Successful Retirees Share Lessons Learned
We all have a vision of what retirement looks like. Boomers and the generations who follow have openly declared their determination to reshape that vision to include meaningful volunteerism, advanced education, entrepreneurial endeavors and a relentless pursuit of physical and mental fitness, among other “non-traditional” retirement goals.
Today’s most effective advisors are actively engaged in conversations about their clients’ unique retirement vision and are focused on working with them to activate and monitor a retirement savings plan to help fund their vision. Many of today’s savers, and their advisors, could easily be distracted by the challenges of an ailing economy, market volatility and the impact international financial turmoil continues to have on our own domestic financial environment. But what if today’s savers could benefit from the wisdom of the people who confronted these obstacles and went on to retire? The simple answer is that thanks to recent research, they can.
Over the past year, representatives of Lincoln Financial worked with a financial services research firm to identify actions that can help today’s savers become better prepared for retirement. What we found is enlightening and not as complex as you might think. While not all of these actions may alter your clients’ retirement plans overnight, they can certainly serve to motivate clients to take proactive steps toward achieving a better outcome.
Establishing a Baseline
In order to promote savings and behavior change among future retirees, savers need a simple way to measure and track their retirement readiness at every stage of life. A baseline can be used to monitor retirement savings progress, whether people are just starting to save in their twenties or are approaching retirement in their fifties and sixties.
The study1 of more than 4,000 people across different age groups, including about 1,200 retirees, uncovered that individuals should aim to hit a savings benchmark of at least 10 times (10X) their income at a typical retirement age. And while your clients can’t know what their annual salary will be at the time they retire, they can multiple their current annual income by 10 to see an initial 10X baseline. This assets-to-income ratio is an evolving target that adjusts as income changes throughout a lifetime. It also allows clients to improve their numbers incrementally as they save, and measure how they’re doing relative to their peers and their overall savings goals.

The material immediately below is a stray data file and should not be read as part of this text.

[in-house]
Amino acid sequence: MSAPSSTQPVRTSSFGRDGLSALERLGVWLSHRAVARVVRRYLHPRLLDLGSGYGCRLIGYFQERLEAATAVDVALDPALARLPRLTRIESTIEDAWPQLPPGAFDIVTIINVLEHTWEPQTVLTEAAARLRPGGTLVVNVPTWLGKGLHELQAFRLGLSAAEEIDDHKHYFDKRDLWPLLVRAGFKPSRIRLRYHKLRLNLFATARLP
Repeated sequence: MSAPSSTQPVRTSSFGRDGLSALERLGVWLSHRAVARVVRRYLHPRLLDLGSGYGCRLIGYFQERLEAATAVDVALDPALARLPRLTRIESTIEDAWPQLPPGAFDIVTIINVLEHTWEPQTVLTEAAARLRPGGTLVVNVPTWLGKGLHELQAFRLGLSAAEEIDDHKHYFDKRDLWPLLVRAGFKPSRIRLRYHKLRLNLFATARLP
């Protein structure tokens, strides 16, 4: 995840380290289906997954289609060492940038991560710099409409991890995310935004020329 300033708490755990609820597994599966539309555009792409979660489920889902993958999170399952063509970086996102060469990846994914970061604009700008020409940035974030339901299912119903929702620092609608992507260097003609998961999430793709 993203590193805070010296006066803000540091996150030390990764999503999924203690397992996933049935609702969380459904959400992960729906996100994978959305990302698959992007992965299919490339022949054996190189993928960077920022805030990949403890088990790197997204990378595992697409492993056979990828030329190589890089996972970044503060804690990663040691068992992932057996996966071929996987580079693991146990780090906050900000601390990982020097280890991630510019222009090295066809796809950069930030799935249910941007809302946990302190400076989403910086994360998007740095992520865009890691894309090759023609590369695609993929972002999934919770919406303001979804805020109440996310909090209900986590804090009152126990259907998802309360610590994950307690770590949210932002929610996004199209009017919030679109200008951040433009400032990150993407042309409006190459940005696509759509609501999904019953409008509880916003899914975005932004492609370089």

While the 10X score can help clients gain perspective on the need for retirement planning, it’s important to note that this is a baseline number and should only be used as a conversation starter. Once identified, clients should discuss their 10X score with you to determine whether this number fits their savings needs or should be adjusted according to their individual circumstances.
Retirement Actions Leading to Better Outcomes
The study identified four key behaviors among people who considered themselves the most successful in retirement. These common, straightforward actions that retirees steadfastly employed while saving can serve as a key to retirement success. These retirees consciously maintained focus and stayed on track, even if they had to modify their savings plan slightly or temporarily, no matter what.
1. Talk with a financial professional. More than half of the retirees in the study reported using financial professionals as the primary source of information and advice regarding their investments. As a financial professional, you are instrumental in shaping clients’ financial plans and are uniquely positioned to offer insight and guidance on changing market conditions in the retirement landscape. Yet not many people realize this value, and for a variety of reasons do not think to consult with a financial professional about their retirement savings plan, even when they are in clear need of guidance.
As witnessed over the past few years, saving without guidance can easily fuel anxiety and uncertainty about the future. Financial professionals who educate and motivate in a positive and supportive way are more likely to precipitate a positive outcome for their clients.